#### 5.2. Six interfering cores

### 5.2.1. STAXT

Figure 6(a) shows the STAXT measured in the central core when the optical power is injected simultaneously in the six adjacent cores. The comparison between Fig. 6(a) and Fig. 3 shows that, when the number of interfering cores increases, the STAXT power also increases, as expected. Figure 6(a) shows also fluctuations of the STAXT induced by the random time nature of the ICXT with magnitude exceeding 20 dB which is similar to the magnitude observed with only one interfering core.

### 5.2.2. Autocovariance

Figure 6(b) shows the normalized autocovariance of the STAXT measured experimentally and evaluated from Eq. (17) with the stationary and non-stationary phase shift models. The results are presented for six interfering cores. Very good agreement between the experimental results and the STAXT autocovariance model of Eq. (17) is observed when the non-stationary phase shift model is used. These results confirm the validity of the proposed model to describe the random time nature of the ICXT in weakly-coupled MCFs with multiple interfering cores.

### 5.2.3. STAXT decorrelation time

Figure 6(c) shows the experimental results of the decorrelation time of the STAXT of the central core when the six nearest neighboring cores are used as interfering cores. Figure 6(c) shows that stabilized estimates of the decorrelation time of the STAXT obtained with six interfering cores requires a measurement time extension of almost 200 hours. If we calculate the decorrelation time of each pair of cores as the average of the decorrelation times obtained for the last 30 hours of the measurement time extension shown in Fig. 6(c), the decorrelation time of the STAXT evaluated experimentally with six interfering cores is 2.7 minutes which is of the same order of magnitude of the decorrelation time of the STAXT obtained for each pair of cores, as predicted by Eq. (17). Using, for each pair of cores, the decorrelation times of the STAXT presented in Table 4 and the coupling coefficients of Table 3, the decorrelation time of the STAXT, evaluated from the autocovariance function given by Eq. (17) with six interfering cores, is 3 minutes which agrees quite well with the experimental data.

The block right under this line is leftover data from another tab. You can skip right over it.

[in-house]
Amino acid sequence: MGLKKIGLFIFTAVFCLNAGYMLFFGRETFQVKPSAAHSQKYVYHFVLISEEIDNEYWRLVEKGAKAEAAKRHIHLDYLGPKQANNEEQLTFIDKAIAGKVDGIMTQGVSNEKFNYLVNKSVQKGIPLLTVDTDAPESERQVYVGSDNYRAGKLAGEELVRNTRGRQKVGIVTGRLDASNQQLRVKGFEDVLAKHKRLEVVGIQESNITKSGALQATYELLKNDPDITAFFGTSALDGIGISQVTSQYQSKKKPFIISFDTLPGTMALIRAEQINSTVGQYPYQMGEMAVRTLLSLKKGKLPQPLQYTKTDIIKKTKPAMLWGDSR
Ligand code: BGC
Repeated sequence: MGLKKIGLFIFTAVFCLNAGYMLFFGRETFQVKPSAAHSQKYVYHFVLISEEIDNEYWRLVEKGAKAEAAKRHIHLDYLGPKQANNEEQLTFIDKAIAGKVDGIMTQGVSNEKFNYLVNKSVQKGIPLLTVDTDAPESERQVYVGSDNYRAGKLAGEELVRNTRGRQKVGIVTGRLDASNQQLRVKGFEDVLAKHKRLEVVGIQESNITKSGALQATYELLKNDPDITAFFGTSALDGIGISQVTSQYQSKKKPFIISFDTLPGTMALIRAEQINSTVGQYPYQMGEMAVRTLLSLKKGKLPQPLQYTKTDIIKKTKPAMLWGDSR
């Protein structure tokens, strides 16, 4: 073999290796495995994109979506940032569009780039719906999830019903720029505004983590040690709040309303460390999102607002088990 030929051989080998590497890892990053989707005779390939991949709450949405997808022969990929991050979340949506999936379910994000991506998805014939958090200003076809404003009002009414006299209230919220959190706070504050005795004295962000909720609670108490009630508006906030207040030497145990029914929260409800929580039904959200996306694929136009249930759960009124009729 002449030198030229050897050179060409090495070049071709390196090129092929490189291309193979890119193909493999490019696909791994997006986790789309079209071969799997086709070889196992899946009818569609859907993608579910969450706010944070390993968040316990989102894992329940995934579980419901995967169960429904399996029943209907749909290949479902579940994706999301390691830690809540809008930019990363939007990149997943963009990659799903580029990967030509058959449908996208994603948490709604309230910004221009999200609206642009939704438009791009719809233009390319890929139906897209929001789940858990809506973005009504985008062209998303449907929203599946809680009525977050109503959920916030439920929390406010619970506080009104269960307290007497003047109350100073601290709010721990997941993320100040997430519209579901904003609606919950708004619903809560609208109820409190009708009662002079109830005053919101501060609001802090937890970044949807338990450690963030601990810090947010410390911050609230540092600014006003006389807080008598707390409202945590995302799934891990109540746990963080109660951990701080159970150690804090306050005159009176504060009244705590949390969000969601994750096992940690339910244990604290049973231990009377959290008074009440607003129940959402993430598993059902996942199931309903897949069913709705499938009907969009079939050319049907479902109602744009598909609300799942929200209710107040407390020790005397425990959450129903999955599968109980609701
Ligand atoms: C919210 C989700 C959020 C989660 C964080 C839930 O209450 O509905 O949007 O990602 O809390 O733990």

The work presented in [17] concluded that the decorrelation time of the STAXT is smaller when the number of interfering cores increases. Unfortunately, only the time evolution of the STAXT and the final STAXT decorrelation time values are shown in [17]. Information concerning the autocovariance function, from which the decorrelation times are evaluated, or the evolution of the decorrelation time as a function of the extension of the time measurement of the STAXT are not provided. However, there is an interesting point when comparing the results of [17] with those ones presented above. We concluded from Fig. 5 and Fig. 6(c) that more than 100 hours of STAXT measurements are required to get stabilized estimates of the decorrelation time obtained from experimental results. Despite the decorrelation times of each pair of cores involved in this work and in [17] are of the same order of magnitude (couple of minutes), the calculations of the decorrelation time performed in [17] use STAXT measurements taken only over 6 hours. From our experience, this seems a quite short time interval to get stabilized and accurate decorrelation time estimates, and can lead to misleading conclusions.

## 6. Conclusion

We have proposed, for the first time, a simple channel model to emulate the stochastic time evolution of the ICXT in homogeneous weakly-coupled MCFs with multiple interfering cores. Instead of using stationary phase shifts between consecutive PMPs as considered in a previous work, the proposed model relies on the introduction of non-stationary phase shifts. Very good agreement between the autocovariance of the STAXT evaluated from the proposed ICXT model and from experimental results taken over long time measurements (more than 150 hours) has been shown for MCFs with single and multiple interfering cores. Experimental results showed that the fluctuations of the STAXT induced by multiple interfering cores are characterized by a decorrelation time that exceeds the one of the pair of cores with shorter decorrelation time. A decorrelation time of 2.7 minutes for the STAXT generated by six interfering cores has been obtained experimentally with a measurement time period of 200 hours. The proposed ICXT model provides a decorrelation time of the STAXT generated by the six interfering cores of 3 minutes considering a decorrelation time of the STAXT measured experimentally for each pair of cores between 2.6 and 4 minutes. With this simple stochastic ICXT model, ICXT properties can be accurately emulated and the design of MCF systems can be increasingly pursued.

## Funding

Fundação para a Ciência e a Tecnologia (FCT) (AMEN-UID/EEA/50008/2013, IF/01225/2015/CP1310/CT0001); Instituto de Telecomunicações (AMEN-UID/EEA/50008/2013).